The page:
Online course penalty for riding on campus is ridiculous

Megan Mann

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Illustration by Trevor Moore

A little while ago, The Orion ran a story about the University Police decreasing fines and punishments for bikers and skateboarders who ride on campus.

Is the University Police smoking something?

As the current repercussions stand for riding bikes on campus, there’s a $200 fine, and the person must appear in court.

Now, individuals who defy one of the most broken regulations on campus will only face a $60 fine as well as needing to complete an online safety course.

This easygoing punishment needs to be taken back to the drawing board.

I get that $200 is a really steep fine, considering that my illegal U-turn ticket was about that much. The fine should definitely be lowered for something like riding a bike on campus.

But students need to accept responsibility for their actions, and making them complete an online safety course isn’t going to cut it.

People don’t realize how dangerous riding a bike or skateboarding on campus can be. People get hit, run over or thrown off their noble steeds, which can lead to very serious injuries, especially if people ride on the bridges.

Ultimately, Chico State is not built to be biker- or skateboarder-friendly. This isn’t UC Davis, people. This campus isn’t built with integrated bike lanes.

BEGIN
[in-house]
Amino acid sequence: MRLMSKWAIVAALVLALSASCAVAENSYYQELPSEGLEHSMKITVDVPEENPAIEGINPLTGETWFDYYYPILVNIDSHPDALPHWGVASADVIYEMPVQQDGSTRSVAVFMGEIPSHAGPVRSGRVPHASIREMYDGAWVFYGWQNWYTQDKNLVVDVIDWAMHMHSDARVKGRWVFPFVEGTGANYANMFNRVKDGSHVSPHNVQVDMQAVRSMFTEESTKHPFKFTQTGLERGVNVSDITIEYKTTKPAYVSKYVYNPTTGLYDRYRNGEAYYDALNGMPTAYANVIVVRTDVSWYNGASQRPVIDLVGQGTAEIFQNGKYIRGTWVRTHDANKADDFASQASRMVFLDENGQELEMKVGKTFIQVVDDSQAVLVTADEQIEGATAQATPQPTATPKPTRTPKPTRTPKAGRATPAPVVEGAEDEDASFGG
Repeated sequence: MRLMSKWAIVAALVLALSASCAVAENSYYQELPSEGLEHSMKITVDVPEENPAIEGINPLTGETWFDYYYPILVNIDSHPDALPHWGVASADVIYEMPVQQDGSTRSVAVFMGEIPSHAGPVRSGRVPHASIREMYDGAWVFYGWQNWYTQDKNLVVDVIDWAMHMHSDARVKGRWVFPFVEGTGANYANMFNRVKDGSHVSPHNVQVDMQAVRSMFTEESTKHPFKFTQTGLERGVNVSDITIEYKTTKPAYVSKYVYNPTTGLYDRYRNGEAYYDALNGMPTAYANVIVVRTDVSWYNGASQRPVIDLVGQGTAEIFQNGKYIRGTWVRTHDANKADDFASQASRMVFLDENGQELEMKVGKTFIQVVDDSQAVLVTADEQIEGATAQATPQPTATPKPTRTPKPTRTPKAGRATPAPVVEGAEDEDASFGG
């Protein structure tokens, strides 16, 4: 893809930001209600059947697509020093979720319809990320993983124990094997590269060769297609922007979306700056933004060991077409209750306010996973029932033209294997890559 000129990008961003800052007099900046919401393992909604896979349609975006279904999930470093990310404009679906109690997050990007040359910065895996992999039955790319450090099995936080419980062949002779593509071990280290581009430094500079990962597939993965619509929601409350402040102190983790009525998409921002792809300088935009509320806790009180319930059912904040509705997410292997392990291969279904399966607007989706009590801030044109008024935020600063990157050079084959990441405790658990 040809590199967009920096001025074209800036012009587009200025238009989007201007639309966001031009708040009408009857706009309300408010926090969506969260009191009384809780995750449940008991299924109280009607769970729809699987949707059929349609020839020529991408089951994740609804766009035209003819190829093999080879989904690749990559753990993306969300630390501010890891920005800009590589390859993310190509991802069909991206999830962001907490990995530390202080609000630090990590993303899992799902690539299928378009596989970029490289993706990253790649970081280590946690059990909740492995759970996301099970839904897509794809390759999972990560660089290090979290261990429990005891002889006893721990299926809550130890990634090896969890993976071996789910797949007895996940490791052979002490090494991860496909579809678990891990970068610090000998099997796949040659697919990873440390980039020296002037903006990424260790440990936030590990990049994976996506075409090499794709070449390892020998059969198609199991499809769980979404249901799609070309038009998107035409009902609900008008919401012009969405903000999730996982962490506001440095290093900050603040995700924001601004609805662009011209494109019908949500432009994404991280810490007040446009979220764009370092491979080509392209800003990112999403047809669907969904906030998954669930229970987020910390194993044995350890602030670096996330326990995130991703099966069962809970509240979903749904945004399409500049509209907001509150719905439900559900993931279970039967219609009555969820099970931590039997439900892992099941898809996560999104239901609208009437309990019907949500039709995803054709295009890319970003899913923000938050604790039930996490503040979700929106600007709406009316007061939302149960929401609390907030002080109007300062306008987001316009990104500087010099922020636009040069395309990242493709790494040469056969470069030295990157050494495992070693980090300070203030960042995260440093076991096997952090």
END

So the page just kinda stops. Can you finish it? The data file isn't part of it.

I get it. Students want to get to class on time or just have a need for speed.

But I’ve almost been hit three times by bikers, and I don’t feel like going to the hospital because people can’t leave their apartments 10 minutes earlier and as a result, I now have internal bleeding.

By reducing the fines and letting students off with just an online safety course that anyone could breeze through while watching “Game of Thrones,” students don’t have to be responsible or think about how their actions might hurt others and themselves — even if it’s just their wallets.

I don’t know who came up with these policy changes, but I can safely bet that this fine decrease is only going make people break the law more.

And I’m not a betting woman.

So, let me offer my alternative policy for riding on campus violations.

Reduce the fine but keep the mandated court appearance.

It’s undeniable that $200 is too steep of a fine for broke college students whose tuition goes up almost every academic year. And it is a petty crime after all, so $60 is about right.

But students still need to realize that riding their bikes on campus is a crime, and they can’t be expected to learn the error of their ways if they get off with a slap on the wrist.

Excuse me, an “online safety course.” Yeah, that’s like AlcoholEdu, and does anyone even pay attention to that their freshman year?

Make students acknowledge their wrongdoings. After all, the real world isn’t as forgiving of crimes as the University Police apparently is.

Megan Mann can be reached at [email protected] or @meganisthemann on Twitter.

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